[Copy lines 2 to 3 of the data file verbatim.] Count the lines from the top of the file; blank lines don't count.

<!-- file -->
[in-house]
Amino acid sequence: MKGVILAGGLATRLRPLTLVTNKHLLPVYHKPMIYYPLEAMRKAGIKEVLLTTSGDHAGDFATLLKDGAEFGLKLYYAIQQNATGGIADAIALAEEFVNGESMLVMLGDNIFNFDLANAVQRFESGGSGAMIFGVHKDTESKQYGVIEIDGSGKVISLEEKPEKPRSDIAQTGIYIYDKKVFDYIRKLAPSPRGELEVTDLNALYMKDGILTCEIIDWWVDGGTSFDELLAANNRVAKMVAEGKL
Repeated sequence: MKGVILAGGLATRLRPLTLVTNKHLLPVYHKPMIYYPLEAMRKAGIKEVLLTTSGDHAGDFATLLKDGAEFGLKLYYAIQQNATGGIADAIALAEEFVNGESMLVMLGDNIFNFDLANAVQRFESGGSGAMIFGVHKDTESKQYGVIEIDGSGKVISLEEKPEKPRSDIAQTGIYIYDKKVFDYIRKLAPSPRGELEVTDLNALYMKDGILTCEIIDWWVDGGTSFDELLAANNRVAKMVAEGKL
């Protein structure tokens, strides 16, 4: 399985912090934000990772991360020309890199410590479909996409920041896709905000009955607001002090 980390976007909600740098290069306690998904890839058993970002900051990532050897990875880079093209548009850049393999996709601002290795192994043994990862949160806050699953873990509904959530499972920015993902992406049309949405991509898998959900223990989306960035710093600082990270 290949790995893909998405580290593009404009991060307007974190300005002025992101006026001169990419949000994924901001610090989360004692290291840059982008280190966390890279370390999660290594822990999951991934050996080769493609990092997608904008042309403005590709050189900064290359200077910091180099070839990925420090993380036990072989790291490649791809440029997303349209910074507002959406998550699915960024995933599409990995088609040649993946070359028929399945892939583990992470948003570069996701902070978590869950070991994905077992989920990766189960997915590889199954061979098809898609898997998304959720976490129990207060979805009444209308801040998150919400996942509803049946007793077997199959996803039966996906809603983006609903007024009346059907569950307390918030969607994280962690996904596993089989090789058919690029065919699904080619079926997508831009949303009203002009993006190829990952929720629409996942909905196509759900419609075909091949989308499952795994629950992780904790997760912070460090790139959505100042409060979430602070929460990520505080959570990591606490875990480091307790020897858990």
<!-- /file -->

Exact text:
Amino acid sequence: MKGVILAGGLATRLRPLTLVTNKHLLPVYHKPMIYYPLEAMRKAGIKEVLLTTSGDHAGDFATLLKDGAEFGLKLYYAIQQNATGGIADAIALAEEFVNGESMLVMLGDNIFNFDLANAVQRFESGGSGAMIFGVHKDTESKQYGVIEIDGSGKVISLEEKPEKPRSDIAQTGIYIYDKKVFDYIRKLAPSPRGELEVTDLNALYMKDGILTCEIIDWWVDGGTSFDELLAANNRVAKMVAEGKL
Repeated sequence: MKGVILAGGLATRLRPLTLVTNKHLLPVYHKPMIYYPLEAMRKAGIKEVLLTTSGDHAGDFATLLKDGAEFGLKLYYAIQQNATGGIADAIALAEEFVNGESMLVMLGDNIFNFDLANAVQRFESGGSGAMIFGVHKDTESKQYGVIEIDGSGKVISLEEKPEKPRSDIAQTGIYIYDKKVFDYIRKLAPSPRGELEVTDLNALYMKDGILTCEIIDWWVDGGTSFDELLAANNRVAKMVAEGKL